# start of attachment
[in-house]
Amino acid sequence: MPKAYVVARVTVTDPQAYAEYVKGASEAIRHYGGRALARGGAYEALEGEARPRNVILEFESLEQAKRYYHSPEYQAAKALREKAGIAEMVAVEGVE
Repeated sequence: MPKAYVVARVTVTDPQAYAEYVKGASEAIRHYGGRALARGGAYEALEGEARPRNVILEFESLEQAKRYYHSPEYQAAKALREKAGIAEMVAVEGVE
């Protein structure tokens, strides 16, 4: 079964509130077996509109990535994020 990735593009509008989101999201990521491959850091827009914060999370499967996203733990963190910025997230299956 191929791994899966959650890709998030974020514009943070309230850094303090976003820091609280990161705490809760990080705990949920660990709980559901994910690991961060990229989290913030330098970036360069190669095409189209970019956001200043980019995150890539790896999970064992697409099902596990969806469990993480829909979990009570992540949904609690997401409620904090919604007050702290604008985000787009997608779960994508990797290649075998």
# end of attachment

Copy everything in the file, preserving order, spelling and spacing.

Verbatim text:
[in-house]
Amino acid sequence: MPKAYVVARVTVTDPQAYAEYVKGASEAIRHYGGRALARGGAYEALEGEARPRNVILEFESLEQAKRYYHSPEYQAAKALREKAGIAEMVAVEGVE
Repeated sequence: MPKAYVVARVTVTDPQAYAEYVKGASEAIRHYGGRALARGGAYEALEGEARPRNVILEFESLEQAKRYYHSPEYQAAKALREKAGIAEMVAVEGVE
């Protein structure tokens, strides 16, 4: 079964509130077996509109990535994020 990735593009509008989101999201990521491959850091827009914060999370499967996203733990963190910025997230299956 191929791994899966959650890709998030974020514009943070309230850094303090976003820091609280990161705490809760990080705990949920660990709980559901994910690991961060990229989290913030330098970036360069190669095409189209970019956001200043980019995150890539790896999970064992697409099902596990969806469990993480829909979990009570992540949904609690997401409620904090919604007050702290604008985000787009997608779960994508990797290649075998």